Most people expected that the Court’s decision would be based on the first power: either it would agree that the mandate is a valid use of Congress’ power to regulate commerce and uphold the law, or it would side with the challengers, who argued that the mandate goes beyond regulation by forcing people to engage in commerce, and strike it down. And in fact, on this point Justice Roberts did side with the conservative justices, stating that the Framers of the Constitution “gave Congress the power to regulate commerce, not to compel it.”
This is apparently where CNN and Fox News stopped reading the decision and started reporting that the Court had struck down the mandate. But there was more.
The government’s backup argument was that the penalty for not having insurance is really a tax. Congress has broad powers to tax under the Constitution– even the lawyers challenging the law admitted that it’s constitutional for Congress to tax people without health coverage. Their argument was that the mandate isn’t a tax though, because Congress didn’t call it a “tax” in the bill– they called it a “penalty.”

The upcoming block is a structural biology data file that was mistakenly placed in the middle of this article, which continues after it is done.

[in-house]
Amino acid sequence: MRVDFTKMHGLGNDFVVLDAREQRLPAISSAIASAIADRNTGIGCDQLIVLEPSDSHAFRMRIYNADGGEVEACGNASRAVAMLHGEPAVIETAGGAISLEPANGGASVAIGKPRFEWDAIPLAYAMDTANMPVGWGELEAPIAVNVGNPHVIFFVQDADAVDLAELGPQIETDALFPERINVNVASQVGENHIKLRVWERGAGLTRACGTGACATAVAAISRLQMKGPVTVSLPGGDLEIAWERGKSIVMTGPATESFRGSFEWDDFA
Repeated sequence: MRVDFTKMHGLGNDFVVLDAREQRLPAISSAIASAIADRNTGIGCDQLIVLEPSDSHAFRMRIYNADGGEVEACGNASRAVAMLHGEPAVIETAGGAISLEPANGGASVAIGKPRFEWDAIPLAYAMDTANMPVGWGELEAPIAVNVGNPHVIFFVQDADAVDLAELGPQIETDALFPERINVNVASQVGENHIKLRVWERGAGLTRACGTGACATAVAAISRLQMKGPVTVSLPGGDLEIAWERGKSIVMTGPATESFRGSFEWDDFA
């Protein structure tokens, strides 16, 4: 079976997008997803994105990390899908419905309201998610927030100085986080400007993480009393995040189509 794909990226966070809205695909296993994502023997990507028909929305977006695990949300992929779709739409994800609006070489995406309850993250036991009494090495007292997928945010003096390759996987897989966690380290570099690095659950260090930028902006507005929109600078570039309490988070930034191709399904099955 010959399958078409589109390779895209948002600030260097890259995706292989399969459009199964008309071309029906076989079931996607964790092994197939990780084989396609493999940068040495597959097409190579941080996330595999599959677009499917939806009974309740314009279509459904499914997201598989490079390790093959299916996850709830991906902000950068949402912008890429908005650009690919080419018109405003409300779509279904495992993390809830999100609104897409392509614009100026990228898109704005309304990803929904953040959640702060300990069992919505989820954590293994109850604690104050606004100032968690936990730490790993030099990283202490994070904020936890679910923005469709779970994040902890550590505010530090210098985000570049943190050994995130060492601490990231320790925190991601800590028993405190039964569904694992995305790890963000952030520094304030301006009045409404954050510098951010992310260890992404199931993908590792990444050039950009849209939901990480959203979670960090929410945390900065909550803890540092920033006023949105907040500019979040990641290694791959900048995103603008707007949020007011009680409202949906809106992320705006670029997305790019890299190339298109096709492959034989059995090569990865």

However, just because Congressional Democrats got cute with the language in the bill (they wanted to avoid charges from Republicans that they were raising taxes) doesn’t mean that it’s not actually a tax. Jack Balkin, a professor of constitutional law at Yale, lays out the rules for something to be considered a constitutional tax:
“The rules for the taxing power are well settled since the New Deal. The tax (1) must promote the general welfare, (2) must raise revenue; and (3) and it must not be a criminal penalty in disguise. The individual mandate passes this test with flying colors.”
Chief Justice Roberts and the four liberal justices agreed with this interpretation and the mandate was upheld.
The Court spent an entire hearing looking at the question of whether the mandate was “severable”– that is, if the mandate was struck down, could the rest of the law still stand? Since the mandate was not struck, the Court didn’t have to decide this question… although it is worth noting that the four justices who ruled against the mandate say that they would have struck down the entire Affordable Care Act.
4. The Medicaid Expansion
Part of the health reform law expanded Medicaid to cover anyone making less than 133% of the poverty line. So while before, only certain categories of poor people could get Medicaid, starting in 2014, anyone who makes less than $14,856 (or $29,000 for a family of four) will be eligible. The Congressional Budget Office estimated that 15 million more people would now be covered by the program, under the new law.